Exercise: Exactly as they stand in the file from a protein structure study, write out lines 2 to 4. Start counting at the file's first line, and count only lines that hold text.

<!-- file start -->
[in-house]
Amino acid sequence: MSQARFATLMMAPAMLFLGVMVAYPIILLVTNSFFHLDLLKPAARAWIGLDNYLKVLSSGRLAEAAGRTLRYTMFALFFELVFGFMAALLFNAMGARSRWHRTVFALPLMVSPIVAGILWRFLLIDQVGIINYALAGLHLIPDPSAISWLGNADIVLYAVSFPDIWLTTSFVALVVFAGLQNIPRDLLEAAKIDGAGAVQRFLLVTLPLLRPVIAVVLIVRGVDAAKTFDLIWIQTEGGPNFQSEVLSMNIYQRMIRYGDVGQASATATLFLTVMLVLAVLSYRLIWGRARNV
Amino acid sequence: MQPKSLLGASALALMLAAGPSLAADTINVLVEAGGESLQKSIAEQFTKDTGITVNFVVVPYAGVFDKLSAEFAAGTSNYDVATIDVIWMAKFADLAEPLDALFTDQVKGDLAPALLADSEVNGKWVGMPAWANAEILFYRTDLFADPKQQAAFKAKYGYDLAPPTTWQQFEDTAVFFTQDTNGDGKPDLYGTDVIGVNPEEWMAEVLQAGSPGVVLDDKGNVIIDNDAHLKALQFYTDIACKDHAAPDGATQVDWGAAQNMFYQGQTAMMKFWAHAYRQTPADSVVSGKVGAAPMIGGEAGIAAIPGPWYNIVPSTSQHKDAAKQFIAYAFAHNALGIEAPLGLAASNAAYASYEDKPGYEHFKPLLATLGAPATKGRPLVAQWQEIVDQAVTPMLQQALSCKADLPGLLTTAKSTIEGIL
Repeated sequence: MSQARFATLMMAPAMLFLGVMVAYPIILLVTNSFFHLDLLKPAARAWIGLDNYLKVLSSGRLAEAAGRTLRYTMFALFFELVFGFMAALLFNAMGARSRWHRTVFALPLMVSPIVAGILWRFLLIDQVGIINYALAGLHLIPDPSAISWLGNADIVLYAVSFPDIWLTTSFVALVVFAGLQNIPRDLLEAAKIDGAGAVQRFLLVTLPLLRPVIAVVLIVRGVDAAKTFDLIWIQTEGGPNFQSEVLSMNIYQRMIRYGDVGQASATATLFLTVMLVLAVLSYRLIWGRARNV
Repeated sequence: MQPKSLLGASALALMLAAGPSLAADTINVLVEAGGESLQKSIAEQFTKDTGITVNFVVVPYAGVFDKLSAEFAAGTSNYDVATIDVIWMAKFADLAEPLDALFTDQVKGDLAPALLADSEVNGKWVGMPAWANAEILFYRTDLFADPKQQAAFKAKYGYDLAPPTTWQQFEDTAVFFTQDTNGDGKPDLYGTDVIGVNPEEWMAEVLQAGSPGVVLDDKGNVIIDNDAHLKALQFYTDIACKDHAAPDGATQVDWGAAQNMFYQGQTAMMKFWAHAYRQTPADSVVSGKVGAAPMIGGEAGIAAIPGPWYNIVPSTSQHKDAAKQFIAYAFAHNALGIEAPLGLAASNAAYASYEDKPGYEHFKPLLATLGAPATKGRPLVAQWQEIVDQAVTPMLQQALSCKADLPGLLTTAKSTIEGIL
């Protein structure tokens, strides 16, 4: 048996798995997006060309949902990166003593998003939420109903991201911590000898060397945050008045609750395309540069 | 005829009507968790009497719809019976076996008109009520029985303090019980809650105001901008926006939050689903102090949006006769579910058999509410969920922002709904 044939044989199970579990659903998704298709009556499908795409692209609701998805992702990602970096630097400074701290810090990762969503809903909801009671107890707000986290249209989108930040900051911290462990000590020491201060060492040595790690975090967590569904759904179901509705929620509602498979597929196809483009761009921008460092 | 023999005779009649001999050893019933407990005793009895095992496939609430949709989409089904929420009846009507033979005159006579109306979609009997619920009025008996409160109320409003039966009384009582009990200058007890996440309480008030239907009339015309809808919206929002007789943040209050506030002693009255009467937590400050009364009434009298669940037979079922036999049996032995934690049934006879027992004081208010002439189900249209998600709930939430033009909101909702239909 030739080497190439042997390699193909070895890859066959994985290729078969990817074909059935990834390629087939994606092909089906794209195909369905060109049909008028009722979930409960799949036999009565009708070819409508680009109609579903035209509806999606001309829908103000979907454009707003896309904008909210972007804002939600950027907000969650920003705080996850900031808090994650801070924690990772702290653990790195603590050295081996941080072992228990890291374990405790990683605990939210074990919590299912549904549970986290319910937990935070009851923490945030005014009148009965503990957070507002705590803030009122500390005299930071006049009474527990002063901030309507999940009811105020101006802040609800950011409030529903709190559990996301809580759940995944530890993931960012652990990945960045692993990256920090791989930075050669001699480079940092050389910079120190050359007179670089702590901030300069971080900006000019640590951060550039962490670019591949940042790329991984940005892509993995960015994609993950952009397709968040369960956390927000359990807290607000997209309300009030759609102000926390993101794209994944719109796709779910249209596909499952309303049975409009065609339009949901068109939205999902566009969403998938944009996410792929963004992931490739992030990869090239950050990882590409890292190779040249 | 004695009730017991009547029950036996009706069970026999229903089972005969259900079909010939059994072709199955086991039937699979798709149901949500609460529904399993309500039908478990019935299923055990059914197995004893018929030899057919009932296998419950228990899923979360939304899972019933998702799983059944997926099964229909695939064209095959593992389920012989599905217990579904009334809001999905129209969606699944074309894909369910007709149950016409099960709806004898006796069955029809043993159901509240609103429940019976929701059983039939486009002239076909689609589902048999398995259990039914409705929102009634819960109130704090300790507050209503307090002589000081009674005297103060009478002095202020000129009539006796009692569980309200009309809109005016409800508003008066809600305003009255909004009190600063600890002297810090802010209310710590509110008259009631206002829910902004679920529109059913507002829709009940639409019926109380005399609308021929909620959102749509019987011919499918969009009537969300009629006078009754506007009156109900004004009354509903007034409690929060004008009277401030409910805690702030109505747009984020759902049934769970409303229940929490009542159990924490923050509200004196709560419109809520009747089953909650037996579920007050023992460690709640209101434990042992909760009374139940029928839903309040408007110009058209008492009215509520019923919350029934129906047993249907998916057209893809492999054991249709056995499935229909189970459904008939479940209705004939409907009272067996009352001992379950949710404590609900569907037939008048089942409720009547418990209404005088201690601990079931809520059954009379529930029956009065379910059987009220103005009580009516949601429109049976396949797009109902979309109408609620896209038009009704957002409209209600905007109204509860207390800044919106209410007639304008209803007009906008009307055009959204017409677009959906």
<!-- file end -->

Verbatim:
Amino acid sequence: MSQARFATLMMAPAMLFLGVMVAYPIILLVTNSFFHLDLLKPAARAWIGLDNYLKVLSSGRLAEAAGRTLRYTMFALFFELVFGFMAALLFNAMGARSRWHRTVFALPLMVSPIVAGILWRFLLIDQVGIINYALAGLHLIPDPSAISWLGNADIVLYAVSFPDIWLTTSFVALVVFAGLQNIPRDLLEAAKIDGAGAVQRFLLVTLPLLRPVIAVVLIVRGVDAAKTFDLIWIQTEGGPNFQSEVLSMNIYQRMIRYGDVGQASATATLFLTVMLVLAVLSYRLIWGRARNV
Amino acid sequence: MQPKSLLGASALALMLAAGPSLAADTINVLVEAGGESLQKSIAEQFTKDTGITVNFVVVPYAGVFDKLSAEFAAGTSNYDVATIDVIWMAKFADLAEPLDALFTDQVKGDLAPALLADSEVNGKWVGMPAWANAEILFYRTDLFADPKQQAAFKAKYGYDLAPPTTWQQFEDTAVFFTQDTNGDGKPDLYGTDVIGVNPEEWMAEVLQAGSPGVVLDDKGNVIIDNDAHLKALQFYTDIACKDHAAPDGATQVDWGAAQNMFYQGQTAMMKFWAHAYRQTPADSVVSGKVGAAPMIGGEAGIAAIPGPWYNIVPSTSQHKDAAKQFIAYAFAHNALGIEAPLGLAASNAAYASYEDKPGYEHFKPLLATLGAPATKGRPLVAQWQEIVDQAVTPMLQQALSCKADLPGLLTTAKSTIEGIL
Repeated sequence: MSQARFATLMMAPAMLFLGVMVAYPIILLVTNSFFHLDLLKPAARAWIGLDNYLKVLSSGRLAEAAGRTLRYTMFALFFELVFGFMAALLFNAMGARSRWHRTVFALPLMVSPIVAGILWRFLLIDQVGIINYALAGLHLIPDPSAISWLGNADIVLYAVSFPDIWLTTSFVALVVFAGLQNIPRDLLEAAKIDGAGAVQRFLLVTLPLLRPVIAVVLIVRGVDAAKTFDLIWIQTEGGPNFQSEVLSMNIYQRMIRYGDVGQASATATLFLTVMLVLAVLSYRLIWGRARNV